H.R. 4437 would have amended the INA to make unlawful presence a felony, punishable with a year-and-a-day imprisonment. (82) The Securing America's Borders Act would have made the first-time offense a misdemeanor subject to six months' imprisonment. (83) Both would also have created future immigration penalties for anyone convicted of being unlawfully present in the United States. (84)

Unlawful presence would have been classified as an "aggravated felony" as per the INA, and as such, would have made the illegal immigrant permanently inadmissible upon removal if convicted. (85) This consequence is slightly different, however, from our current law, which criminalizes unlawful entry and re-entry. Both of these offenses may make illegal aliens removable, but do not make them permanently inadmissible. (86) Some of the reasons that these bills failed to be passed into law include concerns that criminalizing unlawful presence would consume scarce law enforcement resources, place state and local officers in difficult enforcement roles, contribute to prison overcrowding, be unnecessary to the enforcement of immigration law, and marginalize immigrants and Hispanic residents. (87)

As discussed in Part IV infra, these concerns are misguided as they have been superseded by the new priorities of a changing culture, and some are based on skewed facts. These proposals to criminalize unlawful presence, while historically unsuccessful, are important, as they serve as a springboard for a renewed discussion on the problems of federal immigration policy and the criminalization of unlawful presence as a possible remedy.


The Support Our Law Enforcement and Safe Neighborhoods Act of 2010, also known as Arizona Senate Bill 1070 ("S. 1070"), (88) is a set of statutes and amendments that were signed into law by Governor Janice Brewer on April 23, 2010. (89) The goal of S. 1070, as envisioned by state policy-makers, is to "discourage and deter" unlawful entry and presence of illegal immigrants within the state. (90) Arizona finds the "cooperative enforcement of federal immigration laws" a compelling state interest. (91)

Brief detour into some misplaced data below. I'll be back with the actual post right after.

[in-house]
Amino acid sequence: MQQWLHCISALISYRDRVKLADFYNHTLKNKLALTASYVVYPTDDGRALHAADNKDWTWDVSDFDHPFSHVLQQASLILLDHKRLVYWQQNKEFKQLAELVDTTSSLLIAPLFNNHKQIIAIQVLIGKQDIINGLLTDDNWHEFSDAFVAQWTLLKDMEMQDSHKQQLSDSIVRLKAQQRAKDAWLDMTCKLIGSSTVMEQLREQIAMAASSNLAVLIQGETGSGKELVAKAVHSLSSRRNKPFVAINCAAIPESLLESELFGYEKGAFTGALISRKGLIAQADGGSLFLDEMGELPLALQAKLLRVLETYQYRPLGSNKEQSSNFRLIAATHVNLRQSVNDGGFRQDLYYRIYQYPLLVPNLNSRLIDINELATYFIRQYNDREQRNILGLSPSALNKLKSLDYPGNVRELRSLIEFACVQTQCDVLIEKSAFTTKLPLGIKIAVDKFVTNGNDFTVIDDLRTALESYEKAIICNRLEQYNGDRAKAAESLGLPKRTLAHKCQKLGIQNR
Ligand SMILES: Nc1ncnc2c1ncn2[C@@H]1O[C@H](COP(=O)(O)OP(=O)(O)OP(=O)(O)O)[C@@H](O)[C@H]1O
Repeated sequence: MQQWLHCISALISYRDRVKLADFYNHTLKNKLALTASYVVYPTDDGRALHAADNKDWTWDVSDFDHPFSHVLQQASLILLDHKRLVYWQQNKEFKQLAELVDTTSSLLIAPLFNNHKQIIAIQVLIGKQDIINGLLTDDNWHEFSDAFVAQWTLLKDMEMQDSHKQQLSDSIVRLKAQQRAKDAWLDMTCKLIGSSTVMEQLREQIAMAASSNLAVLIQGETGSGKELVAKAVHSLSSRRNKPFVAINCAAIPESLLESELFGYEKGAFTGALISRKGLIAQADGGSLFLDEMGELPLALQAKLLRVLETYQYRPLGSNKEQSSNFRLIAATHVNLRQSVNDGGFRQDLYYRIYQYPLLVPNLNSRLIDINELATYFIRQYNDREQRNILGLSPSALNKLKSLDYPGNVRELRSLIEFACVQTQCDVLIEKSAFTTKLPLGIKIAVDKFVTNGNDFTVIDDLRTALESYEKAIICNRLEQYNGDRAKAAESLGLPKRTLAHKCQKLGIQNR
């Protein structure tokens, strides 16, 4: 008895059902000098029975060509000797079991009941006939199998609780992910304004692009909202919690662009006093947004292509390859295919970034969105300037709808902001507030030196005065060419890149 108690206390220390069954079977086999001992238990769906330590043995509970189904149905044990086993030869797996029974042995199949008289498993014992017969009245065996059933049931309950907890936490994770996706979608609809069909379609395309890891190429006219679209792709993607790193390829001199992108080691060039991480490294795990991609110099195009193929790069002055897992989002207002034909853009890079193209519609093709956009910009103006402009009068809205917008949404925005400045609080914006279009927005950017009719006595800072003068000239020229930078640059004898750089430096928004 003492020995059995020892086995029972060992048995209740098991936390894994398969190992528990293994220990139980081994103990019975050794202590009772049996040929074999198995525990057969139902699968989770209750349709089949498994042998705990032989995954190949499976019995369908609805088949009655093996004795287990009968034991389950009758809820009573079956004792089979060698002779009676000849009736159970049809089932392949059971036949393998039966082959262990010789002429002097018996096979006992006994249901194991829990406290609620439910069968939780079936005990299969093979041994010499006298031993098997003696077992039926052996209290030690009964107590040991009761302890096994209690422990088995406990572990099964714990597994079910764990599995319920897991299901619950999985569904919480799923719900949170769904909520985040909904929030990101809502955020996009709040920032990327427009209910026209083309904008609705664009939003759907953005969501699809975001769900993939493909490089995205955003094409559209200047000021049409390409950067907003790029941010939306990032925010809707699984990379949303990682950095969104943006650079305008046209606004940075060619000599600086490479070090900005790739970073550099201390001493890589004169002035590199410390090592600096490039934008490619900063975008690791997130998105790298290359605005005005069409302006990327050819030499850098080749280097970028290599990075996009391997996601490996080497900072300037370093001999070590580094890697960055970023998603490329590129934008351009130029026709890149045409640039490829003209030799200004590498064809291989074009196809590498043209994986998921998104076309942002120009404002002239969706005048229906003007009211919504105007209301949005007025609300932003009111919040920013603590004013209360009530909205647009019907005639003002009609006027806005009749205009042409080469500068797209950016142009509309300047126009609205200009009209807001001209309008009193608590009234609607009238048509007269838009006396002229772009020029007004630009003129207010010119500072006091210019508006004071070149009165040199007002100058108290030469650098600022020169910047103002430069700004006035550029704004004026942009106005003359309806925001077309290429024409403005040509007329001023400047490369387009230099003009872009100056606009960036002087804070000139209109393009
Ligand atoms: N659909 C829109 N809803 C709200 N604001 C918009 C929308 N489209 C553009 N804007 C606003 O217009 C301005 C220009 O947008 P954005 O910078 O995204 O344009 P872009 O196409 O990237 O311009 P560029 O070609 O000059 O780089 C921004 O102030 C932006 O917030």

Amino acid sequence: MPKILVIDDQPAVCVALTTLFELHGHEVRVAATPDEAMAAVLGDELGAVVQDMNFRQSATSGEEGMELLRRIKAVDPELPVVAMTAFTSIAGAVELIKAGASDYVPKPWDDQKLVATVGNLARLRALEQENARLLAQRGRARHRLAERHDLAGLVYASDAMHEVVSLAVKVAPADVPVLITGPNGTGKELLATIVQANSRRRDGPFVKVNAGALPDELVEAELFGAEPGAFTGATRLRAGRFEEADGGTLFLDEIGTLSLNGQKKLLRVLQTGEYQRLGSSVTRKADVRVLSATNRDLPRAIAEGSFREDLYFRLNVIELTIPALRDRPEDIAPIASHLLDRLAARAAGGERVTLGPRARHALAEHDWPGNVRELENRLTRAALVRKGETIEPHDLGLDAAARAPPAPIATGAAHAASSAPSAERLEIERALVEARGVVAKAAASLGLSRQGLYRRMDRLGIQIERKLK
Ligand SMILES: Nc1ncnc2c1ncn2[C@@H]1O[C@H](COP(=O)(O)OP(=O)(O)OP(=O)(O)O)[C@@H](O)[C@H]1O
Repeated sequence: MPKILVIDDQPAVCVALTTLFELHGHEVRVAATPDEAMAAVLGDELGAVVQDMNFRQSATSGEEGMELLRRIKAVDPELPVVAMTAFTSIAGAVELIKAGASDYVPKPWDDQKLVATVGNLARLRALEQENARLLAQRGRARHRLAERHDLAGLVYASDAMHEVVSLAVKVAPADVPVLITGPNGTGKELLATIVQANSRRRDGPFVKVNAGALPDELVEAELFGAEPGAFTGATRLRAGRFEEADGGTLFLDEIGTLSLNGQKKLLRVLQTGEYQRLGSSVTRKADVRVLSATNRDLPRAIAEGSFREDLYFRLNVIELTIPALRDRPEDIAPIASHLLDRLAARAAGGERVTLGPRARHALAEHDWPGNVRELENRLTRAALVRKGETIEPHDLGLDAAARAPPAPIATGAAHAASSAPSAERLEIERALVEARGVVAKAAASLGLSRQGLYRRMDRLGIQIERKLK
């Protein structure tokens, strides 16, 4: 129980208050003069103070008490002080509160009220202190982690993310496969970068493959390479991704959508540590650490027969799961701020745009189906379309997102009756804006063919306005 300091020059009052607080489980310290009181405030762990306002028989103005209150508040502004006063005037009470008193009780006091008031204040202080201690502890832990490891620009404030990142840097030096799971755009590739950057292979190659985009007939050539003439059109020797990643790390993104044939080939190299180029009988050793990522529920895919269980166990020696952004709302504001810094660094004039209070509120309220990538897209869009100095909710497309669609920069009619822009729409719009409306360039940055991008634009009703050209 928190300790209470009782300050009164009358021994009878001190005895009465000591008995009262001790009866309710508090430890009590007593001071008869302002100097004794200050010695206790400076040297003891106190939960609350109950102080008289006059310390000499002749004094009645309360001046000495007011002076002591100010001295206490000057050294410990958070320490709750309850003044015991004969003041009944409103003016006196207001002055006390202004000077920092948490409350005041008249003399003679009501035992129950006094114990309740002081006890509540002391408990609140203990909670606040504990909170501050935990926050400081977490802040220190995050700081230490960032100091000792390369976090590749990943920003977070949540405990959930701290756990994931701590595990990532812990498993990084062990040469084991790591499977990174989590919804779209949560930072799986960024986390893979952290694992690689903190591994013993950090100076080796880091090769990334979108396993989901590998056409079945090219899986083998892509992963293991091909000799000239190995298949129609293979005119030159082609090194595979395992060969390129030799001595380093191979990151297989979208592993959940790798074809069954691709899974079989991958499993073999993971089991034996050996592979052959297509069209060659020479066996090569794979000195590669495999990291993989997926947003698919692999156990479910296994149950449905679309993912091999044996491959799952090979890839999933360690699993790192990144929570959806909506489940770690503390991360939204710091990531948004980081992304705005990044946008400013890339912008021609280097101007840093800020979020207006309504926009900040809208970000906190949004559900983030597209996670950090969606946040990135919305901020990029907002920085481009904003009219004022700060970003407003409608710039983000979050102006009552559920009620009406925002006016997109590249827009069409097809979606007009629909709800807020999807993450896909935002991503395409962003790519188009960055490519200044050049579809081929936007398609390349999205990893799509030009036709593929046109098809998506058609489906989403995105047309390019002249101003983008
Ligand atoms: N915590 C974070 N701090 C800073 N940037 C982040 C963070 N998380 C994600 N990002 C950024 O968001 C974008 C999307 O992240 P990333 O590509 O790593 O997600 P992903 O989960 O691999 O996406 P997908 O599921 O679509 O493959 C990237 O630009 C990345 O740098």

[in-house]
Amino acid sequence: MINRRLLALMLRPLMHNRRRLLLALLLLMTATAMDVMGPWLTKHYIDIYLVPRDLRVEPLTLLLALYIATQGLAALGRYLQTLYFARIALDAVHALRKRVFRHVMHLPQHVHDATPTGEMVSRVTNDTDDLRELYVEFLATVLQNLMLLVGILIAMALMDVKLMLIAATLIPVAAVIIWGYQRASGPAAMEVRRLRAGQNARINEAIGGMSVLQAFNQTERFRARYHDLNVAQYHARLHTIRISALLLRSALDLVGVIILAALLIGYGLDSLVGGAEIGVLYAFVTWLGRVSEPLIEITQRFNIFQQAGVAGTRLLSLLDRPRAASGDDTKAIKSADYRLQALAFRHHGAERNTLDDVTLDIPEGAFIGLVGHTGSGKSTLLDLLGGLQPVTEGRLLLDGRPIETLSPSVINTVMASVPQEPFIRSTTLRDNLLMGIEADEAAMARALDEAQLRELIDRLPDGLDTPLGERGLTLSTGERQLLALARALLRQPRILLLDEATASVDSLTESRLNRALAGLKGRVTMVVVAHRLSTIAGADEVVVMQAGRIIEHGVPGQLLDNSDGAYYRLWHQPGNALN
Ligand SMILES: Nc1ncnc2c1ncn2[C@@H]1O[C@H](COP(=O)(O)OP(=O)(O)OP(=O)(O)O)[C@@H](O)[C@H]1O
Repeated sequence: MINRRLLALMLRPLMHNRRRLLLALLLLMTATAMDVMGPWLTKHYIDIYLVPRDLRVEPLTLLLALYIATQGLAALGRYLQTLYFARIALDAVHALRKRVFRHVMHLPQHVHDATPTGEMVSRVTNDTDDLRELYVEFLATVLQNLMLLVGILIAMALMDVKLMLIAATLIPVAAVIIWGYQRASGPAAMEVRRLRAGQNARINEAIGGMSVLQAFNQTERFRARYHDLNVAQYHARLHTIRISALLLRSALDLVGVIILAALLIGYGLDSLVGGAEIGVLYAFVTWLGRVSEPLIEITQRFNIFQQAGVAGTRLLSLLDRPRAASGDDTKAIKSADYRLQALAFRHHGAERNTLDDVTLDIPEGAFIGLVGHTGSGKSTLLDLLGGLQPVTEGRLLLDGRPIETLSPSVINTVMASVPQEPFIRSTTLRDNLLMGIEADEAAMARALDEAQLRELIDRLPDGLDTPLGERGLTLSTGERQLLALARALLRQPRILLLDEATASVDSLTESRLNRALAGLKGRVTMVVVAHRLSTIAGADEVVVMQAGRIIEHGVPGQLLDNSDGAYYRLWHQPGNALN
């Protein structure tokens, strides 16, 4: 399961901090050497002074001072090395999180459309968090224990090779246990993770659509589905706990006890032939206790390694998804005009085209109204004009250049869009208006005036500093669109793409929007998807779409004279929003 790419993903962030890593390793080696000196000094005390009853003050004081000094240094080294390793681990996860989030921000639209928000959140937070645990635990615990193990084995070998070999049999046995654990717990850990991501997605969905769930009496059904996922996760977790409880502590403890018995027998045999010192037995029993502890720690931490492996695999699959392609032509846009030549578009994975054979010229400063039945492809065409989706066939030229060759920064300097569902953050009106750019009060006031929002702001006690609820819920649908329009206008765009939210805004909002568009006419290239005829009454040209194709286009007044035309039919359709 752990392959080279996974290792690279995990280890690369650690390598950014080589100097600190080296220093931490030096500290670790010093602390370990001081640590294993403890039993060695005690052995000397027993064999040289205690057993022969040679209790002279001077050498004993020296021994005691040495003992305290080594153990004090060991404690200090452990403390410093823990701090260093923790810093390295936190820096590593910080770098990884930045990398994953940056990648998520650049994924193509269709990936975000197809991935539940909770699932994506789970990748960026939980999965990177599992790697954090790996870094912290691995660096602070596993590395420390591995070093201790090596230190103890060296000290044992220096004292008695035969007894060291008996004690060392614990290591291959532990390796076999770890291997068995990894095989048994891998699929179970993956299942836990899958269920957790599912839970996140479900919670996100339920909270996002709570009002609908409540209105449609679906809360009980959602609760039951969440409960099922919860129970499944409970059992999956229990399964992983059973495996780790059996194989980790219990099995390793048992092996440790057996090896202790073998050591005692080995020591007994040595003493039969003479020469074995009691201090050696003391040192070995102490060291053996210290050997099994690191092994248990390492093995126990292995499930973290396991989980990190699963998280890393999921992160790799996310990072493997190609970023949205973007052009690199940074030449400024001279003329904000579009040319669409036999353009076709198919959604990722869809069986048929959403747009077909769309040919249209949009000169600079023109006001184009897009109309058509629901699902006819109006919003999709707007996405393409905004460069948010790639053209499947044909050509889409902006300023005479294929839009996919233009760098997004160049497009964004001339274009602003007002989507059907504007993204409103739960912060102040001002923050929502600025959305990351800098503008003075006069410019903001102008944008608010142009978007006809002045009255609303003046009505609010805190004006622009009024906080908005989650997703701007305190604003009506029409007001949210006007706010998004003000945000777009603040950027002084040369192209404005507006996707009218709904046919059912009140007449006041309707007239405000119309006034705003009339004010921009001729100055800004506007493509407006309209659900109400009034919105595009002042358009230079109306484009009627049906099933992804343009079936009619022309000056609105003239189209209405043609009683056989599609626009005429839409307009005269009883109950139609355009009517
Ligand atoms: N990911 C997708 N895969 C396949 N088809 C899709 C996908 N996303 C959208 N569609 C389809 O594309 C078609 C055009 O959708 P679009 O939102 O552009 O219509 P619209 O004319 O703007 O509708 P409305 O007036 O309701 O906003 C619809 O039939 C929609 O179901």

Certain provisions of this bill sparked controversy among other states and the federal government. In United States v. Arizona, (92) the United States government challenged the provisions of the bill, claiming they were preempted by federal law. (93) By passing these laws, Arizona hoped to systematically identify those violating federal immigration law, leading to their removal from the United States. (94)

Section 3 of the bill would make it a criminal misdemeanor to willfully fail to apply for or carry alien registration papers in violation of federal law, (95) thereby effectively criminalizing unlawful presence. (96) This law would punish those who are in Arizona unlawfully, since such persons are not eligible for alien registration papers and are not likely to apply for anything due to their illegal status. In United States v. Arizona, (97) Judge Bolton of the United States District Court for the District of Arizona struck down this provision because it is preempted by the INA. (98) In essence, the court reasoned that the federal registration scheme in place for immigrants is complete and should not be interfered with by the states. (99) The court agreed with the United States that such a provision is unconstitutional because it seeks to criminalize unlawful presence and will result in the "harassment of aliens." (100)

Senate Bill 1070 details in two other provisions how the status of unlawful presence should be determined by police officers. Section 2 requires officers to make a reasonable attempt to determine the immigration status of a person stopped, detained, or arrested if there is a reasonable suspicion that the person is unlawfully present in the United States. (101) In section 6, the bill authorizes the warrantless arrest of a person where there is probable cause to believe the person has committed a "public offense that makes the person removable from the United States." (102) The court struck down both of these provisions as unconstitutional because such requirements are preempted by federal law and will likely create a burden for legally present aliens. (103) Moreover, the court concluded that section 2 would impermissibly burden federal resources and divert federal agencies away from the priorities they had established. (104)